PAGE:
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Saturday, October 31, 2015
Food / Drink ... Personal Reflections ... Photo ...

For the past few years I’ve been trying to grow flowers on a little plot next to the parking lot in my landlord’s back yard. The soil is pretty bad back there, full of red clay and rocks. Morning glories and moonflowers have taken pretty well to it, but most other plants (other than weeds) don’t do well, or never get going in the first place.

This past spring I tried to start a number of different flower seeds back there, but only the nasturtiums took to it (I also had some sunflowers come up, but they hardly reached 3 feet and then keeled over after pushing out a few small flowers). During July and August, a handful of petite yellow and orange nasturtium blooms would sometimes greet me on my return home from work. But this summer was quite dry, and by early September only the green leaves and stems remained. And as it started to get colder over the past few weeks, even they made their resolution with the coming of winter. But a few plants decided to play die-hard, and yesterday one managed to rage against the dying of the warmth by popping out one last bloom.

So, enjoy this last little act of defiance against the inevitable from my backyard plot. If all goes well and I’m still here in the spring, I definitely plan to buy a variety of nasturtium seeds in different colors and shapes (and maybe I’ll give them a boost by laying down a bag of manure). For now, one last look, and then on with another winter. Oh, PS — I see that nasturtiums are actually edible, all but the seeds. They are related to watercress, and the flavor is supposed to be a cross between mustard and slight sweetness for the flower, and the leaves are peppery. Perhaps I’ll give that a try — next year.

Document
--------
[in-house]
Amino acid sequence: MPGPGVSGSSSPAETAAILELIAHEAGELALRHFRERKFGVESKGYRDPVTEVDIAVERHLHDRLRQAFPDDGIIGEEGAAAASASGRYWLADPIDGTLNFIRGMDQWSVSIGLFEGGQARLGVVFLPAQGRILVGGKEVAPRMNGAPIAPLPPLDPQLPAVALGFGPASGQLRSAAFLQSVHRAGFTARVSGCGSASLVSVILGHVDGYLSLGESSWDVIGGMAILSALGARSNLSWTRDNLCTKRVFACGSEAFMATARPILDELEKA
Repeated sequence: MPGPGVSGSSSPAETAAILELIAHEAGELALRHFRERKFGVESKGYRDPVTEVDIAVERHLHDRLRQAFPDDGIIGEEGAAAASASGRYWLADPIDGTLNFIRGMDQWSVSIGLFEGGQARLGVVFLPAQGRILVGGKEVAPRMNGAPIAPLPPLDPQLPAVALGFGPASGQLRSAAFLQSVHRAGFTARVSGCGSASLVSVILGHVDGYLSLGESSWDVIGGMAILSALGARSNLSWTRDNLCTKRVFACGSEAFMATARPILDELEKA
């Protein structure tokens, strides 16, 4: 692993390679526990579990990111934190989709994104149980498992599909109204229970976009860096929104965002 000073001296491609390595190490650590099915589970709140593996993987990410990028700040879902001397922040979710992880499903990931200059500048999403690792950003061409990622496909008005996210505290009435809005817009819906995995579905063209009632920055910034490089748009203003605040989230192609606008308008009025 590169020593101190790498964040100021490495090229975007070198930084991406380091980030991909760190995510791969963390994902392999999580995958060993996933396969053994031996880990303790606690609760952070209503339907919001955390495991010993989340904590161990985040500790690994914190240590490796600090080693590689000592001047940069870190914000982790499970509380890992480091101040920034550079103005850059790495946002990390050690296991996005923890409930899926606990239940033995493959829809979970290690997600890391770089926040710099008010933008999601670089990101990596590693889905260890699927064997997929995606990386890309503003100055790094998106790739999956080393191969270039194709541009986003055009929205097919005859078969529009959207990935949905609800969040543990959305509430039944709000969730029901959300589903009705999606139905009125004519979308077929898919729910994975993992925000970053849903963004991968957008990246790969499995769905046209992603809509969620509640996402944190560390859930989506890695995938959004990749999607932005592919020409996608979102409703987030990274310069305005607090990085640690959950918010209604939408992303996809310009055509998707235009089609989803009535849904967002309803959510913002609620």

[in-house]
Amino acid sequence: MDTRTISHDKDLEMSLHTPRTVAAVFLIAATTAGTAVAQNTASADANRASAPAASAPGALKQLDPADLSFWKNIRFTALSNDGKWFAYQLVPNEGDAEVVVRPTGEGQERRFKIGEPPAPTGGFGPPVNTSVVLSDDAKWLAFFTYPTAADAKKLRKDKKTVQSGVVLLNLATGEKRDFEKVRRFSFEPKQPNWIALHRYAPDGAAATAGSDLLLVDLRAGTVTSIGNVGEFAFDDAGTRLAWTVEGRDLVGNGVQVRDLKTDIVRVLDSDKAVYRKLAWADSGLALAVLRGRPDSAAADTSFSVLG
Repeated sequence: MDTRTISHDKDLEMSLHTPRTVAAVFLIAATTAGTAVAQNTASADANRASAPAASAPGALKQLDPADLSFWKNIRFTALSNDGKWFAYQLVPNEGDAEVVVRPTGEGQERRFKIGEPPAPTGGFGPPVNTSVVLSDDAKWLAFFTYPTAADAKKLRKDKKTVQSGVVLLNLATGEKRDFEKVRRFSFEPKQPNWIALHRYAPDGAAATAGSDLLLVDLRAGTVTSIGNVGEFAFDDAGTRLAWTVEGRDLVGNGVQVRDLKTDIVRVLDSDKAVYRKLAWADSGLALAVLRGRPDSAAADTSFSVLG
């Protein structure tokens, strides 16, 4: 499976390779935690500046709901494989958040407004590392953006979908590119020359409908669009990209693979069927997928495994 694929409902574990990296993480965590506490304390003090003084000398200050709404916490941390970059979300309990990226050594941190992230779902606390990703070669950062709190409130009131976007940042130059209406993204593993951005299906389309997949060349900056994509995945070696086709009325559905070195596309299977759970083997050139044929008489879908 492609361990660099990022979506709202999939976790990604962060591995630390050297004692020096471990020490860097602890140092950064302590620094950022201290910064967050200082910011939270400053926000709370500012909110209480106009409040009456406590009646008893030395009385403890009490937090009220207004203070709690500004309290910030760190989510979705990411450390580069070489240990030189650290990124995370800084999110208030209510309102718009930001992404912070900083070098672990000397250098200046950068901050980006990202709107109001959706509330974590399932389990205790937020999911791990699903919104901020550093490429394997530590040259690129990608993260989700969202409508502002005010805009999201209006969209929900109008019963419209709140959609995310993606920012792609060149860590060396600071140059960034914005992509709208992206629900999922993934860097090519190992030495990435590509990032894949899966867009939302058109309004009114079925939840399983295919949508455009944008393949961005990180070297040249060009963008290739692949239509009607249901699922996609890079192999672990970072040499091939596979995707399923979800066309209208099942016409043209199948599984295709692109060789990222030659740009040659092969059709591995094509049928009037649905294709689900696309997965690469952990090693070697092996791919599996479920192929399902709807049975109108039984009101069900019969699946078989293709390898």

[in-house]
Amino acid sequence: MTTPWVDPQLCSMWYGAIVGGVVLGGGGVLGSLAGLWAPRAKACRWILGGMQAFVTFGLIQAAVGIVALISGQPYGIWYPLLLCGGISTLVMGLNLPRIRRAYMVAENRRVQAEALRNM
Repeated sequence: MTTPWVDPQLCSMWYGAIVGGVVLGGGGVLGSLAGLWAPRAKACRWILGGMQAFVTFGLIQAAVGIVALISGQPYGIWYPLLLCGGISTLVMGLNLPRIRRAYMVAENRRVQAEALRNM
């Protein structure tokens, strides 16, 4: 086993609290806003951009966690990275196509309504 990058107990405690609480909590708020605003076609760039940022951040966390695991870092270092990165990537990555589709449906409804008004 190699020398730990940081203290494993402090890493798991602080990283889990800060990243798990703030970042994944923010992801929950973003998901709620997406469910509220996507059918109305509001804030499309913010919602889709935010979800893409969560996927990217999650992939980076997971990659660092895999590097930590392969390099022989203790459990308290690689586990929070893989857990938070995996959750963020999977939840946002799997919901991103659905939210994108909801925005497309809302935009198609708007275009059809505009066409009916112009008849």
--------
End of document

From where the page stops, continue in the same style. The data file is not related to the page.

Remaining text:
◊   posted by Jim G @ 3:30 pm      
 
 


  1. Jim, You’ve had some very nice flowers. I’m surprised the nastursium lasted so long.
    For a flower that will last till the snow comes, try a Marigold; they are also supposed to keep harmful-to-plants bugs away. (Not sure about that.) But I do know that Marigolds will last till snow falls and beyond. I like them for that–a bit of sunshine even in the snow (if the yellow ones are growing).
    Your flowers have done well in that bad soil. You deserve to be glad about them all. MCS

    Comment by Mary S. — November 1, 2015 @ 11:32 am

  2. Mary, I did try starting marigolds from seed, but they didn’t last. Only nasturtiums could put up with that clay.

    Comment by Jim G — November 1, 2015 @ 2:13 pm

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